Sweet bean paste
|Sweet bean paste|
|Hanyu Pinyin||dòu shā|
|Literal meaning||bean sand|
Sweet bean paste is a food ingredient used throughout East Asian cuisine, primarily as a filling for sweet desserts and pastries.
The beans are usually boiled without sugar, mashed, and diluted into a slurry. The slurry is then strained through a sieve to remove the husks. The resulting liquid is then filtered and squeezed dry using cheesecloth, and then finally sweetened. Oil in the form of either vegetable oil or lard is usually added to the relatively dry paste to improve its texture and mouthfeel.
Oiled sweet bean paste is mainly found as fillings for Chinese pastries, while un-oiled sweet bean pastes can be used to make tong sui. Japanese pastries use primarily un-oiled sweet bean pastes.
There are several types of sweet bean paste:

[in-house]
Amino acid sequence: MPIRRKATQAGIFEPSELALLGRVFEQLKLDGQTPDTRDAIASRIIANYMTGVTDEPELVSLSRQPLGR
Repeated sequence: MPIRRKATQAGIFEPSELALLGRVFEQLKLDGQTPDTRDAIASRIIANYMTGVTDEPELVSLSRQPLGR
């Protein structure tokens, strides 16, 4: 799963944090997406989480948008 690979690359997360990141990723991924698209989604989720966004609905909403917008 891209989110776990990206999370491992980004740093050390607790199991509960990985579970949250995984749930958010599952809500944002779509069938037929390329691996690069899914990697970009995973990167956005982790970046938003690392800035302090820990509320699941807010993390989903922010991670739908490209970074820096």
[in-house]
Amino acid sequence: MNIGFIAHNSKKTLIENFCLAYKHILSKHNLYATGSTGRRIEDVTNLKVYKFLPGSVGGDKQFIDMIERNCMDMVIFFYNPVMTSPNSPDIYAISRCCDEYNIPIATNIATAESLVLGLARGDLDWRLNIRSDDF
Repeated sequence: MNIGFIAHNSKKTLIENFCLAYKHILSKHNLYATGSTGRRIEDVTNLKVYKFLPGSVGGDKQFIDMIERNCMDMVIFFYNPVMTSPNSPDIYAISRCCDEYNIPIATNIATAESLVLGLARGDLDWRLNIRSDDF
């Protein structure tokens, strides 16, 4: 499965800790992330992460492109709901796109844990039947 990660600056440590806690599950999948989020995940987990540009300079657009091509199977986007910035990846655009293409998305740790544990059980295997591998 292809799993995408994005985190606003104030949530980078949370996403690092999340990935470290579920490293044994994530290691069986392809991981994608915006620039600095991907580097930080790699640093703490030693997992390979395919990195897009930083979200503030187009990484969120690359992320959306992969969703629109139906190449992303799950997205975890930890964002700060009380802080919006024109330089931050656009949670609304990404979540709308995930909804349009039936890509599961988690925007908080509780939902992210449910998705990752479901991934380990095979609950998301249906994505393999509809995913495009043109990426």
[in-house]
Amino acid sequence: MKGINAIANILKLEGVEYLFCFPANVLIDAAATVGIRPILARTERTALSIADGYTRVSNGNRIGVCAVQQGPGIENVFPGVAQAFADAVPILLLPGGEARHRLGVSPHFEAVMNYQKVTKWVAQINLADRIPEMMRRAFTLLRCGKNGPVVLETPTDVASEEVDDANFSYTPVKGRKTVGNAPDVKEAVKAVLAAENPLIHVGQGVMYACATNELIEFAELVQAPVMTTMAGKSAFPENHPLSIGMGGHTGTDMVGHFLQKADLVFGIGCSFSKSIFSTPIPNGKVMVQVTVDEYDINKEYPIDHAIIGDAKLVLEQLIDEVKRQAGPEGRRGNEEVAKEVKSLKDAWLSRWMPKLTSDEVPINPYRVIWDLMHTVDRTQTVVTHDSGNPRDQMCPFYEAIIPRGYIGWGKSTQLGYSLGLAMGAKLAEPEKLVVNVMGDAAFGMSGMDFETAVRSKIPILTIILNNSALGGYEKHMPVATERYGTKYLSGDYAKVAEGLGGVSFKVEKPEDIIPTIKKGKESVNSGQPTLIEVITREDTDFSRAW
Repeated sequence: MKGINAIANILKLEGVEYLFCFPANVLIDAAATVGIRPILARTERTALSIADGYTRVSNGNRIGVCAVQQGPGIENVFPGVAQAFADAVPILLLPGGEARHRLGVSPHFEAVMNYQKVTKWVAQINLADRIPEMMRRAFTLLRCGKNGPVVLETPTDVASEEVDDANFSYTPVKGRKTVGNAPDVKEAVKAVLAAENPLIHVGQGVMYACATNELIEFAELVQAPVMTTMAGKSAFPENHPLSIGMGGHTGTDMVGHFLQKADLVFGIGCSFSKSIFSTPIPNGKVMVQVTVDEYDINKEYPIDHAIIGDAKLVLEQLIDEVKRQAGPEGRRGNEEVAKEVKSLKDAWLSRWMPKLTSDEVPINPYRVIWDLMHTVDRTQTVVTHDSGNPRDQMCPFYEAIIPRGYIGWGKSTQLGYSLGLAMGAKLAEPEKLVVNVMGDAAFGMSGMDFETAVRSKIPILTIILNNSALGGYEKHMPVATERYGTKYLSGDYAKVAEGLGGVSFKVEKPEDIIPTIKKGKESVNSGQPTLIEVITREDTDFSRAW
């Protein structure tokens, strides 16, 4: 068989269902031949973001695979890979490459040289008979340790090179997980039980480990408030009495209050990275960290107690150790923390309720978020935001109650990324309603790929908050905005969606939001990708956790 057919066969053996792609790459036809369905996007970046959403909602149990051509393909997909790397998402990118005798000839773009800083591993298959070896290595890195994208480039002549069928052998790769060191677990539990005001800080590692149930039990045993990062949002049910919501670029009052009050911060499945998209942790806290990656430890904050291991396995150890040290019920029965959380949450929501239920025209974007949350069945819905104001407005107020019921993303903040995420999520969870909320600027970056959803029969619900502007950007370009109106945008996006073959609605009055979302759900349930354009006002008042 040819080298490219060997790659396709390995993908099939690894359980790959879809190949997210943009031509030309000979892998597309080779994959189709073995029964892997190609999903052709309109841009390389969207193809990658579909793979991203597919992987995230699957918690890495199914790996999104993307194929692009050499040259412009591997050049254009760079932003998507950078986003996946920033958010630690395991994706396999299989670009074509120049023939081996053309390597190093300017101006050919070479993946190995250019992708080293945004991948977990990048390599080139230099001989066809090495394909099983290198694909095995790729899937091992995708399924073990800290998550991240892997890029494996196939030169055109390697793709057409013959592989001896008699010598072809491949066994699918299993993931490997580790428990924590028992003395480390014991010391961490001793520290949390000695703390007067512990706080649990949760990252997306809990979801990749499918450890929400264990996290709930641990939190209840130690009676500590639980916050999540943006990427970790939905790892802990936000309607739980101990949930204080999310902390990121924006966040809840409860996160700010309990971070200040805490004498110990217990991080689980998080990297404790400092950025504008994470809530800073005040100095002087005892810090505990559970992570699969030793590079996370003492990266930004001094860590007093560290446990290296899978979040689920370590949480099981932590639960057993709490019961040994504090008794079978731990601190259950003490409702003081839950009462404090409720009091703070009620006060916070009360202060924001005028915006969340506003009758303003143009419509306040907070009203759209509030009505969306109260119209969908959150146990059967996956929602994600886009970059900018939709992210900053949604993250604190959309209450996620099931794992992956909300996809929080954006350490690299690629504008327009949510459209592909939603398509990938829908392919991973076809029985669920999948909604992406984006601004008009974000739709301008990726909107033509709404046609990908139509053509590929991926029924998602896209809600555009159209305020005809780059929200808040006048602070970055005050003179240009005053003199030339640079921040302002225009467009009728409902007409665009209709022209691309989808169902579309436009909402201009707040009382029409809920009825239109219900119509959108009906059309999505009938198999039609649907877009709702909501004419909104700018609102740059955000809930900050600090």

- Oil bean paste (油豆沙) – made from azuki beans; dark brown or black in colour from the addition of sugar and animal fat or vegetable oil, and further cooking; sometimes also includes Sweet Osmanthus flavor
- Mung bean paste (綠豆沙) – made from mung beans and dull reddish purple in colour
- Red bean paste (紅豆沙) – made from azuki beans and dark red in colour
- White bean paste (白豆沙) – made from navy beans and greyish off-white in colourphoto
- Black bean potato paste (黑豆沙) – made from black soybean powder (黑豆面) and potatoes; used in Beijing cuisine and other cuisines of northern Chinaphoto
There are a number of other pastes used in Chinese cuisine, primarily as fillings for dessert items. Although not made from beans, they share similar usage and are equally popular. They are very similar in flavor and texture to sweet bean paste. These include:
Making bean paste flower